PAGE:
Modesto and Salida fire merger can work if politics are gone

OPINION AND COMMENTARY

Editorials and other Opinion content offer perspectives on issues important to our community and are independent from the work of our newsroom reporters.

The American Legion Memorial Hall in Modesto’s Tuolumne River Regional Park burns on July 21, 2022.

The American Legion Memorial Hall in Modesto’s Tuolumne River Regional Park burns on July 21, 2022.

Some who remember the ill-fated former merger of the Salida and Modesto fire departments would not be wrong to ask: If it didn’t work before, what makes you think it will now?

It’s a fair question.

When the Modesto Regional Fire Authority was formed in 2011, the new agency drew all kinds of adulation from Modesto and Salida officials, as well as from my opinion-page predecessors. Consolidations saving taxpayer money usually deserve and receive rave reviews.

But MRFA lasted only 3 1/2 years, and some concluded that it’s just impossible to force macho hero-types from different community-centric firehouse cultures to join hands and become one.

That assumption is wrong, as the Modesto Fire Department has been proving in recent times by uniting with departments in Oakdale, rural Oakdale and Ceres, and by taking over fire management duties for Turlock and the Stanislaus Consolidated Fire District, which covers Riverbank, Waterford, Empire, Hickman and LaGrange. Modesto now provides fire services of some sort for three-fourths of the population throughout Stanislaus County.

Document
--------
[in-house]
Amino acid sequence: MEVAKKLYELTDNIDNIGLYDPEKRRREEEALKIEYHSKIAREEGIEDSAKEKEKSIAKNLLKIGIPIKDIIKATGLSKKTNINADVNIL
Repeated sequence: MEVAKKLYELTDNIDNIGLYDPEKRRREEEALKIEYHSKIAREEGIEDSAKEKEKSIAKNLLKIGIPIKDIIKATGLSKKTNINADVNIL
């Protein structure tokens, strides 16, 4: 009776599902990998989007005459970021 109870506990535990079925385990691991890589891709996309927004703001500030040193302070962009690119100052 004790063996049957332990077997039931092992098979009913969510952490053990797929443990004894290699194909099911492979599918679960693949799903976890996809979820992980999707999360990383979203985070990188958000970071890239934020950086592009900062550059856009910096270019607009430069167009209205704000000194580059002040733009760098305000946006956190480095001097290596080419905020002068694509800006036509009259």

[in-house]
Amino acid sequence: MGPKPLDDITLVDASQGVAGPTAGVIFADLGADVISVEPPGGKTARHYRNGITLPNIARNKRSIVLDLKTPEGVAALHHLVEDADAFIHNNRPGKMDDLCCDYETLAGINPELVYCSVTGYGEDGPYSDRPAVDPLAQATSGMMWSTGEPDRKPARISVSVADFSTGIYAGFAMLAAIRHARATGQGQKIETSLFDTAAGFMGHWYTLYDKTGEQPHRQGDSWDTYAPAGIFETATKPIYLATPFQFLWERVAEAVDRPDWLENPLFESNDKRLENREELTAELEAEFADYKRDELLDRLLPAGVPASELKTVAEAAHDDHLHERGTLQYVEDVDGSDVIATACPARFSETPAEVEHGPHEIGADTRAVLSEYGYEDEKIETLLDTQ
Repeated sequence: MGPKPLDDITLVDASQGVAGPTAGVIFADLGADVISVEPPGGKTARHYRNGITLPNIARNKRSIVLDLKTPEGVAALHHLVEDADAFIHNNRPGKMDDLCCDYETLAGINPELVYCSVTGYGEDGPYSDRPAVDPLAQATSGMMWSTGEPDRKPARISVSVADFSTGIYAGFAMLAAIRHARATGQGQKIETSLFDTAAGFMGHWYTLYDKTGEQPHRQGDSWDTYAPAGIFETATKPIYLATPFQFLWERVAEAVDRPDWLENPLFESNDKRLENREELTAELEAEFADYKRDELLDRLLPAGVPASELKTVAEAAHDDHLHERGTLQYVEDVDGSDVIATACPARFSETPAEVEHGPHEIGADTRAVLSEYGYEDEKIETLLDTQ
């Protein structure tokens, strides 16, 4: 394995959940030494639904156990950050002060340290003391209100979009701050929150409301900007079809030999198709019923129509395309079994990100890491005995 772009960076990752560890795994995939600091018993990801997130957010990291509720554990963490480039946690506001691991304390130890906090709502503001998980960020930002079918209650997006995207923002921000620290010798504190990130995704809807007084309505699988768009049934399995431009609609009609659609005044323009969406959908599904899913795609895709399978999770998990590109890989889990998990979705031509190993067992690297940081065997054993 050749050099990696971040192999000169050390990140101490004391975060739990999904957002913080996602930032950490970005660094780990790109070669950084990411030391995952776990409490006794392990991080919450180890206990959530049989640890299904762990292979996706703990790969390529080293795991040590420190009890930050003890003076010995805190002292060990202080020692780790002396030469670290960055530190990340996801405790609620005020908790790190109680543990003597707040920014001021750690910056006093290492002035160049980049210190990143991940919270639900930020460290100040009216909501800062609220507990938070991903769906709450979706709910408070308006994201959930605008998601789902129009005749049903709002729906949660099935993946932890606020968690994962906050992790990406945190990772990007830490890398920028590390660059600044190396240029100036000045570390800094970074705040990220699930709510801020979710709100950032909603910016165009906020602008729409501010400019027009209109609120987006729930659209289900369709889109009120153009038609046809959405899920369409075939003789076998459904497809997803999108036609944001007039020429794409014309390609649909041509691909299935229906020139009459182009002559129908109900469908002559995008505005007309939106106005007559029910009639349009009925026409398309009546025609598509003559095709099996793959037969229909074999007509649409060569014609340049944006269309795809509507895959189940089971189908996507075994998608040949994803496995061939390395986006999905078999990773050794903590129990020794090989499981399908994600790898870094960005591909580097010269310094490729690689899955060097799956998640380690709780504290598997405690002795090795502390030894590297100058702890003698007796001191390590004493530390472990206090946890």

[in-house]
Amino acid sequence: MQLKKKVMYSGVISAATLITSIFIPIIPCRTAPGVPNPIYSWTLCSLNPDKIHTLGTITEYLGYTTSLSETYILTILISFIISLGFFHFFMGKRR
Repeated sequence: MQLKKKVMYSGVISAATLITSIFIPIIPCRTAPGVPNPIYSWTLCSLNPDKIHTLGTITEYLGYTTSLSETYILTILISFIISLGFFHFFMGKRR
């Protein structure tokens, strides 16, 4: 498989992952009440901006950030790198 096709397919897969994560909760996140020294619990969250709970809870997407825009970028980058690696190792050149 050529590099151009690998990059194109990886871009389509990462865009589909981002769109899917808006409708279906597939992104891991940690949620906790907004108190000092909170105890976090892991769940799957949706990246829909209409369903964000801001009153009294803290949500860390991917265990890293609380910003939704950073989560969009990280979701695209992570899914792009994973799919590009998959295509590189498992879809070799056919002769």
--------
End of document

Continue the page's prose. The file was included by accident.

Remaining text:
Modesto is proving, in grand style, that people can learn from their mistakes — meaning the failed experiment with Salida. And the secret really isn’t all that complicated: Get rid of the politics.

MRFA was doomed because its leadership was poorly structured as a joint powers authority, allowing for power struggles at the top.

Modesto Fire took the politics out by simply offering to provide fire protection in a contract. No more turf wars, just services paid for and rendered.

A new deal to reunite Salida and Modesto, now being assembled, follows that model, Modesto Fire Chief Alan Ernst told Bee reporter Ken Carlson.

There is every reason to believe that the past is gone, and that the new deal will work.

Don’t be shocked if Modesto Fire continues its manifest-destiny expansion. I would not be surprised to see yet more fire agencies recognizing the benefits of hitching their water wagon to a larger partner, including access to paramedics trained in advanced life support, and hazmat and technical rescue expertise.

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Garth Stapley is The Modesto Bee’s Opinions page editor. Before this assignment, he worked 25 years as a Bee reporter, covering local government agencies and the high-profile murder case of Scott and Laci Peterson.





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